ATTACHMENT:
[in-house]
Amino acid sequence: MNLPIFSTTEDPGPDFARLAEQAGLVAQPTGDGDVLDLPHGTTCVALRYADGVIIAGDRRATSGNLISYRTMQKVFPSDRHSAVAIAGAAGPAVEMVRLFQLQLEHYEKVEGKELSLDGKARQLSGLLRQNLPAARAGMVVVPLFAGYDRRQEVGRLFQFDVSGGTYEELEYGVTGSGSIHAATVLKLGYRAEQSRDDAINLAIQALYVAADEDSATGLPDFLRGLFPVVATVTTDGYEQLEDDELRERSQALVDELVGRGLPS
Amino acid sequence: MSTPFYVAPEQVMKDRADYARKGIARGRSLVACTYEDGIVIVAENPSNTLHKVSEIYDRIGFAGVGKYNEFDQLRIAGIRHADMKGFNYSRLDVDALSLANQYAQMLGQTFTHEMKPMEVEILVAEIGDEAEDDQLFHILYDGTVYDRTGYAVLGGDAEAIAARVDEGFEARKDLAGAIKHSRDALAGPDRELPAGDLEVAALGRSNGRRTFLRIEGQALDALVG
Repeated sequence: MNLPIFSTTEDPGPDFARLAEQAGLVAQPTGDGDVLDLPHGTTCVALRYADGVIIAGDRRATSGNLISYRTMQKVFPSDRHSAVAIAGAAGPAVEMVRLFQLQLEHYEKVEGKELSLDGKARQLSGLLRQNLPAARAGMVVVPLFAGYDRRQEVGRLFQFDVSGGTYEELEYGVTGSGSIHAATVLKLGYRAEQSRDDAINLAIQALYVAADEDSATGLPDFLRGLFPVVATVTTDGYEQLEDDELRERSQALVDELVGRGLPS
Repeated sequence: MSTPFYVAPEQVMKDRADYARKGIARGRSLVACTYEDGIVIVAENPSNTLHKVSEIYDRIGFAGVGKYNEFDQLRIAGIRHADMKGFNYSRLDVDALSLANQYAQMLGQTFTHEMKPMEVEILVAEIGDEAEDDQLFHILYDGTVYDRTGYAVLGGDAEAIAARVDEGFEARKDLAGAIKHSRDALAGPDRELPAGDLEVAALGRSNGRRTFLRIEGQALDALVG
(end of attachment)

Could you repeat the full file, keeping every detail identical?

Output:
[in-house]
Amino acid sequence: MNLPIFSTTEDPGPDFARLAEQAGLVAQPTGDGDVLDLPHGTTCVALRYADGVIIAGDRRATSGNLISYRTMQKVFPSDRHSAVAIAGAAGPAVEMVRLFQLQLEHYEKVEGKELSLDGKARQLSGLLRQNLPAARAGMVVVPLFAGYDRRQEVGRLFQFDVSGGTYEELEYGVTGSGSIHAATVLKLGYRAEQSRDDAINLAIQALYVAADEDSATGLPDFLRGLFPVVATVTTDGYEQLEDDELRERSQALVDELVGRGLPS
Amino acid sequence: MSTPFYVAPEQVMKDRADYARKGIARGRSLVACTYEDGIVIVAENPSNTLHKVSEIYDRIGFAGVGKYNEFDQLRIAGIRHADMKGFNYSRLDVDALSLANQYAQMLGQTFTHEMKPMEVEILVAEIGDEAEDDQLFHILYDGTVYDRTGYAVLGGDAEAIAARVDEGFEARKDLAGAIKHSRDALAGPDRELPAGDLEVAALGRSNGRRTFLRIEGQALDALVG
Repeated sequence: MNLPIFSTTEDPGPDFARLAEQAGLVAQPTGDGDVLDLPHGTTCVALRYADGVIIAGDRRATSGNLISYRTMQKVFPSDRHSAVAIAGAAGPAVEMVRLFQLQLEHYEKVEGKELSLDGKARQLSGLLRQNLPAARAGMVVVPLFAGYDRRQEVGRLFQFDVSGGTYEELEYGVTGSGSIHAATVLKLGYRAEQSRDDAINLAIQALYVAADEDSATGLPDFLRGLFPVVATVTTDGYEQLEDDELRERSQALVDELVGRGLPS
Repeated sequence: MSTPFYVAPEQVMKDRADYARKGIARGRSLVACTYEDGIVIVAENPSNTLHKVSEIYDRIGFAGVGKYNEFDQLRIAGIRHADMKGFNYSRLDVDALSLANQYAQMLGQTFTHEMKPMEVEILVAEIGDEAEDDQLFHILYDGTVYDRTGYAVLGGDAEAIAARVDEGFEARKDLAGAIKHSRDALAGPDRELPAGDLEVAALGRSNGRRTFLRIEGQALDALVG